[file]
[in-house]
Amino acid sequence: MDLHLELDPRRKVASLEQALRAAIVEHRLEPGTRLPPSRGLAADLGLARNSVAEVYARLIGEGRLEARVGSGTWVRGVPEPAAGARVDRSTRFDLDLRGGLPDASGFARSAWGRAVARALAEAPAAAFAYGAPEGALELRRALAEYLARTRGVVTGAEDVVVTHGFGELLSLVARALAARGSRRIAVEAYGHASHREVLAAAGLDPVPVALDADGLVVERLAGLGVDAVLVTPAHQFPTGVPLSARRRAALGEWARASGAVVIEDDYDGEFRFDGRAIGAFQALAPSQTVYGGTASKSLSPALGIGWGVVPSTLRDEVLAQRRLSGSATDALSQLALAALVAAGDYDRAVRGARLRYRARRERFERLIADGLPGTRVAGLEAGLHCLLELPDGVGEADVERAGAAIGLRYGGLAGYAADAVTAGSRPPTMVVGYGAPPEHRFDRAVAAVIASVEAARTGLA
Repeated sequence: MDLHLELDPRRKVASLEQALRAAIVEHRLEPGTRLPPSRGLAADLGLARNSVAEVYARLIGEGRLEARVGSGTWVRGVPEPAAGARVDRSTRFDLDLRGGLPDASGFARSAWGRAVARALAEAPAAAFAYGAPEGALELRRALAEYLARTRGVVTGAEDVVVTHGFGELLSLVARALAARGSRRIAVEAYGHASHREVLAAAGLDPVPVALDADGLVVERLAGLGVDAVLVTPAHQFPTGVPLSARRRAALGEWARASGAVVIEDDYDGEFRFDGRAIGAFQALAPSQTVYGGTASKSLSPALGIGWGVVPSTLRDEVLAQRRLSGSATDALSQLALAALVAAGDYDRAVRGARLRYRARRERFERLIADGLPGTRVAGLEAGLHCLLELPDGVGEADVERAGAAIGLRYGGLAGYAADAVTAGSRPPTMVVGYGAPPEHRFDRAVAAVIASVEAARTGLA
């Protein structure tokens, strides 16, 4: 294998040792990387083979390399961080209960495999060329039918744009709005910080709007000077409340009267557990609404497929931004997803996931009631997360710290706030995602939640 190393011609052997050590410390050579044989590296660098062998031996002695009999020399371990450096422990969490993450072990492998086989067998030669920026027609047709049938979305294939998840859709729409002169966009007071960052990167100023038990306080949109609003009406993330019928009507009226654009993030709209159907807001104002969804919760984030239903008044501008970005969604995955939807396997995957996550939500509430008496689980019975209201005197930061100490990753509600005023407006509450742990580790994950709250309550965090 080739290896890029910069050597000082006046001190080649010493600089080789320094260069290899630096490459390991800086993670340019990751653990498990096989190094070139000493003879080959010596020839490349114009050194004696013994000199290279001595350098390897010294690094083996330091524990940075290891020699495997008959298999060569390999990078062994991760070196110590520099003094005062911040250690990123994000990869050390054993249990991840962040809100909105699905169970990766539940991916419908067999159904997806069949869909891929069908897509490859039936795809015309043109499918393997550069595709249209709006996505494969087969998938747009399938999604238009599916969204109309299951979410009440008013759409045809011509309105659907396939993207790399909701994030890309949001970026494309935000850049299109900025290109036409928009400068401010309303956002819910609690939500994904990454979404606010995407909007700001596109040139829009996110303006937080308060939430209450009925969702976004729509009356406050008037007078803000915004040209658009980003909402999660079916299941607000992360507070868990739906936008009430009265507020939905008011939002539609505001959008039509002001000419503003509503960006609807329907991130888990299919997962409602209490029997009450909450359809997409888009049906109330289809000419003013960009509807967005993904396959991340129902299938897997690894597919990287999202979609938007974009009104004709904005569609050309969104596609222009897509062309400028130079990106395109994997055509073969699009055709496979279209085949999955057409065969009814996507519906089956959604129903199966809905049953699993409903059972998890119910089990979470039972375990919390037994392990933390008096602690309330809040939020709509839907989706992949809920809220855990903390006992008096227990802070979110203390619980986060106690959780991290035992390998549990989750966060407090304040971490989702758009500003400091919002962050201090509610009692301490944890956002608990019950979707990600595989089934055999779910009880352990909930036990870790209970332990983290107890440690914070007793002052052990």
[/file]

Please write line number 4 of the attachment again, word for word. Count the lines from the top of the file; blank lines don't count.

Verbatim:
């Protein structure tokens, strides 16, 4: 294998040792990387083979390399961080209960495999060329039918744009709005910080709007000077409340009267557990609404497929931004997803996931009631997360710290706030995602939640 190393011609052997050590410390050579044989590296660098062998031996002695009999020399371990450096422990969490993450072990492998086989067998030669920026027609047709049938979305294939998840859709729409002169966009007071960052990167100023038990306080949109609003009406993330019928009507009226654009993030709209159907807001104002969804919760984030239903008044501008970005969604995955939807396997995957996550939500509430008496689980019975209201005197930061100490990753509600005023407006509450742990580790994950709250309550965090 080739290896890029910069050597000082006046001190080649010493600089080789320094260069290899630096490459390991800086993670340019990751653990498990096989190094070139000493003879080959010596020839490349114009050194004696013994000199290279001595350098390897010294690094083996330091524990940075290891020699495997008959298999060569390999990078062994991760070196110590520099003094005062911040250690990123994000990869050390054993249990991840962040809100909105699905169970990766539940991916419908067999159904997806069949869909891929069908897509490859039936795809015309043109499918393997550069595709249209709006996505494969087969998938747009399938999604238009599916969204109309299951979410009440008013759409045809011509309105659907396939993207790399909701994030890309949001970026494309935000850049299109900025290109036409928009400068401010309303956002819910609690939500994904990454979404606010995407909007700001596109040139829009996110303006937080308060939430209450009925969702976004729509009356406050008037007078803000915004040209658009980003909402999660079916299941607000992360507070868990739906936008009430009265507020939905008011939002539609505001959008039509002001000419503003509503960006609807329907991130888990299919997962409602209490029997009450909450359809997409888009049906109330289809000419003013960009509807967005993904396959991340129902299938897997690894597919990287999202979609938007974009009104004709904005569609050309969104596609222009897509062309400028130079990106395109994997055509073969699009055709496979279209085949999955057409065969009814996507519906089956959604129903199966809905049953699993409903059972998890119910089990979470039972375990919390037994392990933390008096602690309330809040939020709509839907989706992949809920809220855990903390006992008096227990802070979110203390619980986060106690959780991290035992390998549990989750966060407090304040971490989702758009500003400091919002962050201090509610009692301490944890956002608990019950979707990600595989089934055999779910009880352990909930036990870790209970332990983290107890440690914070007793002052052990």